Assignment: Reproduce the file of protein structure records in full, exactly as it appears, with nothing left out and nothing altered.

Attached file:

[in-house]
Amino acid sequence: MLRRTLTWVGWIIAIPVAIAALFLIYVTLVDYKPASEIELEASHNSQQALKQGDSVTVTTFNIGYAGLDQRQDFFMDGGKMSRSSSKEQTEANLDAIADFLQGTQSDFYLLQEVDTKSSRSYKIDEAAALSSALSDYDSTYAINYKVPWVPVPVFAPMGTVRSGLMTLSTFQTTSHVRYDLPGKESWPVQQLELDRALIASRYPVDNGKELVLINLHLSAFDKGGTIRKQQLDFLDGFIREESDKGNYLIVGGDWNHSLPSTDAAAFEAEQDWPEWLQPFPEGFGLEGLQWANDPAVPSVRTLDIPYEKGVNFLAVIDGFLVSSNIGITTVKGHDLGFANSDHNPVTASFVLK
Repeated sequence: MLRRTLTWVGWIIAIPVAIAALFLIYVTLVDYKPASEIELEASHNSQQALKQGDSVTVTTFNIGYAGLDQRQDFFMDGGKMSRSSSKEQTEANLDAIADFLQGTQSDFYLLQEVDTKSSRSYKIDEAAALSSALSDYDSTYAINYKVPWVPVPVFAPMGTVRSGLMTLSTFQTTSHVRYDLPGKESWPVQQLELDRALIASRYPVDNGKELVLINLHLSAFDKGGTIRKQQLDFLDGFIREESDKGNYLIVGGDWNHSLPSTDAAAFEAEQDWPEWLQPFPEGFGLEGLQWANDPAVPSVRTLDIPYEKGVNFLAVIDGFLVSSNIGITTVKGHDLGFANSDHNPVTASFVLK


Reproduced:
[in-house]
Amino acid sequence: MLRRTLTWVGWIIAIPVAIAALFLIYVTLVDYKPASEIELEASHNSQQALKQGDSVTVTTFNIGYAGLDQRQDFFMDGGKMSRSSSKEQTEANLDAIADFLQGTQSDFYLLQEVDTKSSRSYKIDEAAALSSALSDYDSTYAINYKVPWVPVPVFAPMGTVRSGLMTLSTFQTTSHVRYDLPGKESWPVQQLELDRALIASRYPVDNGKELVLINLHLSAFDKGGTIRKQQLDFLDGFIREESDKGNYLIVGGDWNHSLPSTDAAAFEAEQDWPEWLQPFPEGFGLEGLQWANDPAVPSVRTLDIPYEKGVNFLAVIDGFLVSSNIGITTVKGHDLGFANSDHNPVTASFVLK
Repeated sequence: MLRRTLTWVGWIIAIPVAIAALFLIYVTLVDYKPASEIELEASHNSQQALKQGDSVTVTTFNIGYAGLDQRQDFFMDGGKMSRSSSKEQTEANLDAIADFLQGTQSDFYLLQEVDTKSSRSYKIDEAAALSSALSDYDSTYAINYKVPWVPVPVFAPMGTVRSGLMTLSTFQTTSHVRYDLPGKESWPVQQLELDRALIASRYPVDNGKELVLINLHLSAFDKGGTIRKQQLDFLDGFIREESDKGNYLIVGGDWNHSLPSTDAAAFEAEQDWPEWLQPFPEGFGLEGLQWANDPAVPSVRTLDIPYEKGVNFLAVIDGFLVSSNIGITTVKGHDLGFANSDHNPVTASFVLK